Unexpected Encounters on the Farm

Working outside is a given when gardening.

Planting, weeding, and harvesting all are labour-intensive jobs, which are done manually on our farm. Most of the time, working in the garden it is just that, work; it is very easy to focus on the job that needs to be done.

Gardening can be very repetitive. Picking peas keeps the hands and eyes busy but the mind is allowed to focus on other things. However, there are times when looking up from the job at hand can be a good thing; we live in Grizzly Valley and the subdivision was aptly named.

This year there has been a black bear living on the mountain behind our farm, and according to a neighbour they had a grizzly in and out of their yard all summer as well. We haven’t seen the grizzly at all, but the black bear isn’t shy of us, although it hasn’t been a nuisance, either.

Schwartz usually comes to the garden with us. It gives him a chance to scope out the gophers and chipmunks. He will hunt mice as well. But he is also handy as a bear alarm. Periodically he will run off into the bush barking at something. We usually don’t know what triggers him, but there was one day this summer when he went up the ledge behind us, barking quite bit.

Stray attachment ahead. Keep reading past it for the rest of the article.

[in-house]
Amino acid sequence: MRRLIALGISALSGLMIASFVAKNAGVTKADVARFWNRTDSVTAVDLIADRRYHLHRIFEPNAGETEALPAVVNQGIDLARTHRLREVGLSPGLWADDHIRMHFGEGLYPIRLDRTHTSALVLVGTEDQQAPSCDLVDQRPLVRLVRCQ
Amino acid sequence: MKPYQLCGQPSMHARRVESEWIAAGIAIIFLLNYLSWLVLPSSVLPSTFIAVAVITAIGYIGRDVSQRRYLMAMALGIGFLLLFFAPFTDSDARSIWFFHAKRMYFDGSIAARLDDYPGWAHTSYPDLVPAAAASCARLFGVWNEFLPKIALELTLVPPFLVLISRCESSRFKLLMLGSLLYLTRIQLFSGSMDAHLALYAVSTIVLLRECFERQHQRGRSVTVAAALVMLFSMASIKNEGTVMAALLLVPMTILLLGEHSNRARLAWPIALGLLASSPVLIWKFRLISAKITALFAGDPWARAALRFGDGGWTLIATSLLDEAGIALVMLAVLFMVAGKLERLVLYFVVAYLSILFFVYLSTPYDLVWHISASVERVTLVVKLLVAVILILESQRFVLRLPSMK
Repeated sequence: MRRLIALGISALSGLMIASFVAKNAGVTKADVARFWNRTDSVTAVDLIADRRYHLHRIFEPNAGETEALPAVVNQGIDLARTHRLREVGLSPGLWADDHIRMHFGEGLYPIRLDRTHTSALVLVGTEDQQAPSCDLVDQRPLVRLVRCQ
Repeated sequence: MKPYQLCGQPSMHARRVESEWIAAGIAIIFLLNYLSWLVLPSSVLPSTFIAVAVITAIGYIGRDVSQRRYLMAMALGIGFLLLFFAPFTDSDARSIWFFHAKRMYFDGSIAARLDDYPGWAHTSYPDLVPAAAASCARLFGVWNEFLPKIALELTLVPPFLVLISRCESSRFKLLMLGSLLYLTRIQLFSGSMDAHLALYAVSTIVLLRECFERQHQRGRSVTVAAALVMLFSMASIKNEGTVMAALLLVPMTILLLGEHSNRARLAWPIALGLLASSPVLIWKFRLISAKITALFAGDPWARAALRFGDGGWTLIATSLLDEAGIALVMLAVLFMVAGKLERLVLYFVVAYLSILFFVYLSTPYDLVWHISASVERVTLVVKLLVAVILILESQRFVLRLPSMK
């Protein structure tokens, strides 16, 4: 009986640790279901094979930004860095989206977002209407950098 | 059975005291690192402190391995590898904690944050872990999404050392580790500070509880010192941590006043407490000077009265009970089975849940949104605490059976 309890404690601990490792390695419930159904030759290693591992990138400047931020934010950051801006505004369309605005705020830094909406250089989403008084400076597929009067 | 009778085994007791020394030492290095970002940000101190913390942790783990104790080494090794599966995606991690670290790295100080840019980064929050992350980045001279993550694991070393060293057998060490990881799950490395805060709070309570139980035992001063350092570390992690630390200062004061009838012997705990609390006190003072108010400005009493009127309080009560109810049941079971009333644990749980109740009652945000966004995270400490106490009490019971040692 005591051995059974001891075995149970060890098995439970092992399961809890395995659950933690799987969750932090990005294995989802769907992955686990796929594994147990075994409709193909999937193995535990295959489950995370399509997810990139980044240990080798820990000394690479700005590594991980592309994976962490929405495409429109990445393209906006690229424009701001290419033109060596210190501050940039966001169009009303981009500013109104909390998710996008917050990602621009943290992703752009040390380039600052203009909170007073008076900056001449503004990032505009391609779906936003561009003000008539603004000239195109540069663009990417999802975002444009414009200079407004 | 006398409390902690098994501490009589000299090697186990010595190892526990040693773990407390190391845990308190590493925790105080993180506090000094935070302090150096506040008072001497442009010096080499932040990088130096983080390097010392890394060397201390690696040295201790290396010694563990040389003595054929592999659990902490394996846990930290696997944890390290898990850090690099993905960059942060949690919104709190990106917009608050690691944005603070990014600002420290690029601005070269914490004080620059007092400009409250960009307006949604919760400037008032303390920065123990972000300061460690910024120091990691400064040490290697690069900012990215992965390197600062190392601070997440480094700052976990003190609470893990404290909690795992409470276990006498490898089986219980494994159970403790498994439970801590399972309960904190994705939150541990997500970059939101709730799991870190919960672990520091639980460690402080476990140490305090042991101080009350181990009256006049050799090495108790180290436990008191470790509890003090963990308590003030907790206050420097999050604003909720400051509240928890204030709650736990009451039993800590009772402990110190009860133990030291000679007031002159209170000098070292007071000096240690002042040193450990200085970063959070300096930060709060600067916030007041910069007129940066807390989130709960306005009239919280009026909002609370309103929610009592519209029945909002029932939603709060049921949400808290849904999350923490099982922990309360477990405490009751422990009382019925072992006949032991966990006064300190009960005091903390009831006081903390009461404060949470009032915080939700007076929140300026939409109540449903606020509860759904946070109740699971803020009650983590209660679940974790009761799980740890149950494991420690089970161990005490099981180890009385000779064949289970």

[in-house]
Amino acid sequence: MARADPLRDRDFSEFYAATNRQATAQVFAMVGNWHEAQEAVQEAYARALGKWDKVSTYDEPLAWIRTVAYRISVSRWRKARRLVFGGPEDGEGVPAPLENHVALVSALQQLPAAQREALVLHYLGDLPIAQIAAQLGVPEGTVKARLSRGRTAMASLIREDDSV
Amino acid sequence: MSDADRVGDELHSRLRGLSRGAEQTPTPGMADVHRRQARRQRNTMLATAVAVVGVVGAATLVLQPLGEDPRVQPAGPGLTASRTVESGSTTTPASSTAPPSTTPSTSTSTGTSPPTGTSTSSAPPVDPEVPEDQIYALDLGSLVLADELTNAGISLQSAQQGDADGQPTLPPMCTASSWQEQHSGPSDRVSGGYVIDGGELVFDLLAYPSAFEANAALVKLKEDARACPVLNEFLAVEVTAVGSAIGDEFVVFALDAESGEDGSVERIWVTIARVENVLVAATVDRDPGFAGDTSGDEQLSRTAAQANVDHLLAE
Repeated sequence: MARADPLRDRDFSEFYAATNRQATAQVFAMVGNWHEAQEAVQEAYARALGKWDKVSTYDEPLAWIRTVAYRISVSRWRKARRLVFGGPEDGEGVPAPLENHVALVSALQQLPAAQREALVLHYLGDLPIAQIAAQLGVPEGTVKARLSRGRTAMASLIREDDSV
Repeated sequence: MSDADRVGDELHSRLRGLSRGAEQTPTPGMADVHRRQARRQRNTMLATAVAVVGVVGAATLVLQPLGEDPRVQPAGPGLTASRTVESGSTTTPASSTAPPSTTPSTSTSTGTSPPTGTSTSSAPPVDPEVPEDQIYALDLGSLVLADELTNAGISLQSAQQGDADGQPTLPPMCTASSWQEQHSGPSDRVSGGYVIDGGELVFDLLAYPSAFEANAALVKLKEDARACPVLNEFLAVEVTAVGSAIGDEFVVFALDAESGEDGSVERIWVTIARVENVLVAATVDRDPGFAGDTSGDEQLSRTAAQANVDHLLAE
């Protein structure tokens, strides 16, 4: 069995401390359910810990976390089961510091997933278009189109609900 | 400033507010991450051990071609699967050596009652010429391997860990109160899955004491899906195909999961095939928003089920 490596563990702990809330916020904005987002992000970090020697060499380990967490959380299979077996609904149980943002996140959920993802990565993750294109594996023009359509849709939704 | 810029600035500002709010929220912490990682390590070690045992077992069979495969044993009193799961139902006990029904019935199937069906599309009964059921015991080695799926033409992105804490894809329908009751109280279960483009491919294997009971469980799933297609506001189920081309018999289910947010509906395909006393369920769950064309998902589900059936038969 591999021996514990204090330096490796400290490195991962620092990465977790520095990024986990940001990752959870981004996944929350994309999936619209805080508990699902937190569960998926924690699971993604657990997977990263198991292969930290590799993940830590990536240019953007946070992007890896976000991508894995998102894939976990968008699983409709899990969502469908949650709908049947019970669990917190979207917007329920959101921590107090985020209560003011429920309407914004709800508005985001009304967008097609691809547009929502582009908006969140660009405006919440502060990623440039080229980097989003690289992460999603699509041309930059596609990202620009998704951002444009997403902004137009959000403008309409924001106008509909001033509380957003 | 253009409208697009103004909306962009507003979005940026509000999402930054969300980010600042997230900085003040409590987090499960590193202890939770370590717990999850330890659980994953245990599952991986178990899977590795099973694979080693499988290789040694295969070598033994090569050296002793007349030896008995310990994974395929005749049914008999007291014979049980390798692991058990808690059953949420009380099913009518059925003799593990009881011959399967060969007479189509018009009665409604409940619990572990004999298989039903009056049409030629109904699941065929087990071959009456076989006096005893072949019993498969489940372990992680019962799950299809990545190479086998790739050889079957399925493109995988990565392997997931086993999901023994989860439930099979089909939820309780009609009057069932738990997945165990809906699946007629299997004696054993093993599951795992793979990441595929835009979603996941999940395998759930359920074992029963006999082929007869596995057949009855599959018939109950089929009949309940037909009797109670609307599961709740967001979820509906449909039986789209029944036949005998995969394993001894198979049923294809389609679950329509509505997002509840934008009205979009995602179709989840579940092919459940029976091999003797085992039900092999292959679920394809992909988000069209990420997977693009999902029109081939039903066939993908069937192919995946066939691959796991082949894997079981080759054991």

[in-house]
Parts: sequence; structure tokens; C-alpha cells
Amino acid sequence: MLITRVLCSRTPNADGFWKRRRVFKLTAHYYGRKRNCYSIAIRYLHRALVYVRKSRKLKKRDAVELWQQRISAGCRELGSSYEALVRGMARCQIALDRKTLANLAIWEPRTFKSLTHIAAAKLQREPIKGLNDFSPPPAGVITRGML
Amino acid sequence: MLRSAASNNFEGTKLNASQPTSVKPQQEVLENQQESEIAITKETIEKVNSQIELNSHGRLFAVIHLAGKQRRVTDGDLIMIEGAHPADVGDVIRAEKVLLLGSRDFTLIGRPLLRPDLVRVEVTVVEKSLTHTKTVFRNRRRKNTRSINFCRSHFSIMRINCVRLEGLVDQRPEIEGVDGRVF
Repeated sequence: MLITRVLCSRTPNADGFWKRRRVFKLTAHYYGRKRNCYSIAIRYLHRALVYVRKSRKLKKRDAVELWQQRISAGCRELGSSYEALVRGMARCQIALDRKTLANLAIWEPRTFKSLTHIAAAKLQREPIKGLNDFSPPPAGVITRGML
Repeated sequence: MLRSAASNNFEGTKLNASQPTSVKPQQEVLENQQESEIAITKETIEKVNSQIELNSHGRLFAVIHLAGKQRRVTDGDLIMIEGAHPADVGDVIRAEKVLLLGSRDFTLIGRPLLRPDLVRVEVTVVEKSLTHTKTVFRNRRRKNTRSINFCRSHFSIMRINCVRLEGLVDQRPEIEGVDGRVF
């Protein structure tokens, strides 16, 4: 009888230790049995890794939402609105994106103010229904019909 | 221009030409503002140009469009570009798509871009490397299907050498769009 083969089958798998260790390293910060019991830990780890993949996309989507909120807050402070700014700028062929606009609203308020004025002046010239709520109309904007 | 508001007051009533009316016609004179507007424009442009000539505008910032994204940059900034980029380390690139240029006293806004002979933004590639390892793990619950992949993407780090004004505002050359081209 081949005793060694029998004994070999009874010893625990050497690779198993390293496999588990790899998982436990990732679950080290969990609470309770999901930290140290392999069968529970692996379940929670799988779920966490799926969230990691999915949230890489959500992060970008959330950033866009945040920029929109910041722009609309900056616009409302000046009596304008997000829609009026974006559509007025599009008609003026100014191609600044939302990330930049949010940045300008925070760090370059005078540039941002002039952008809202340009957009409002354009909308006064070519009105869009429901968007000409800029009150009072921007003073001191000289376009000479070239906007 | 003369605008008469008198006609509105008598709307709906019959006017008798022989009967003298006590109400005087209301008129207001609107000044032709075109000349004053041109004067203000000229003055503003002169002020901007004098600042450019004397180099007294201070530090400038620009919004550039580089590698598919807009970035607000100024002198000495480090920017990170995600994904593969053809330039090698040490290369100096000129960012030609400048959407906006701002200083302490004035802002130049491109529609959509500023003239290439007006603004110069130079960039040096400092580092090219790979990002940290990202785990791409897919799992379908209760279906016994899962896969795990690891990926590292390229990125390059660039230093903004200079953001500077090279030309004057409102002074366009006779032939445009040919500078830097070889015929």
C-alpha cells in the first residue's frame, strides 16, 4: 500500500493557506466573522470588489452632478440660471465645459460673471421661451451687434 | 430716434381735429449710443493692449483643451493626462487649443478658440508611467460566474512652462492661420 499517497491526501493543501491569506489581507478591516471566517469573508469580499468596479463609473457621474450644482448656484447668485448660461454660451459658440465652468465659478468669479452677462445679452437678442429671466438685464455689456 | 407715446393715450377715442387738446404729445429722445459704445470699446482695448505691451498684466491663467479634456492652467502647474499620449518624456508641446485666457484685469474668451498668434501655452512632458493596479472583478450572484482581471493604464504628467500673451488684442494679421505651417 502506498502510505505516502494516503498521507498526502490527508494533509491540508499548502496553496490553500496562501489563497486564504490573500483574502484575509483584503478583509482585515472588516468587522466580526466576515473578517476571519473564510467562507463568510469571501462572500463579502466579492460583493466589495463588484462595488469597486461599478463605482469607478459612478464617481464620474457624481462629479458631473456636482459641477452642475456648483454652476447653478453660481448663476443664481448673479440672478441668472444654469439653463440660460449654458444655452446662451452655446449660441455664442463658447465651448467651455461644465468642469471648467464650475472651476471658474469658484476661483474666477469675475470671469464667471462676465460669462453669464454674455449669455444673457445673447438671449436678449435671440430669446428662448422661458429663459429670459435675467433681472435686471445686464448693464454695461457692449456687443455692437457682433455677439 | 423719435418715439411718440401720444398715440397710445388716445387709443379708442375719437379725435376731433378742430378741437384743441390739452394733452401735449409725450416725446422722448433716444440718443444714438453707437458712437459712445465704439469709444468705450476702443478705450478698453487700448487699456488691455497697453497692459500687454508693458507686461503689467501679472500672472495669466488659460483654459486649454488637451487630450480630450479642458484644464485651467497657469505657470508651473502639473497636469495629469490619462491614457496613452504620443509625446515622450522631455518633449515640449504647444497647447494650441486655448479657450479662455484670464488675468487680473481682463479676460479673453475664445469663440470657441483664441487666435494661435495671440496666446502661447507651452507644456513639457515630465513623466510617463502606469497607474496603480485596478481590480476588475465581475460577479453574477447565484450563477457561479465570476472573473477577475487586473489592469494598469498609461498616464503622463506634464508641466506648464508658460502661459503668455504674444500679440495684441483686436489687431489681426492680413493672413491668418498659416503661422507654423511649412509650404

I wasn’t home but Al told me about it later.

He had gone out to the garden to harvest, and of course Schwartz went with him. At one point, his barking was quite agitated, and when Al looked at the ledge, there was a black bear. It was busy turning over rocks and eating insects, ignoring Schwartz.

My first impulse would have been to leave the garden and seek out a safer task — I am not keen on confrontations with bears. But Al didn’t leave the garden, he just kept working and watching the bear on the hill, which was in full view of the garden. With both Al and Schwartz keeping an eye on it, it wasn’t really dangerous.

Besides, bears and other wildlife were here first, and we need to know they aren’t usually looking to harm us. They avoid humans as much as possible and thankfully our interactions with bears and other wildlife is usually minimal.

But, about a week ago Al had been out in the garden all morning and was coming into the house for a break when, just as he opened the door to walk in, a mourning cloak butterfly landing on his hat and stayed there. I grabbed a camera to take a picture. The butterfly stayed on his hat brim, moving from place to place, but not finding being inside a building the least bit stressful.

It even went on to land onto one of Al’s hands, which is how he carried it outside to release it back into the wild.

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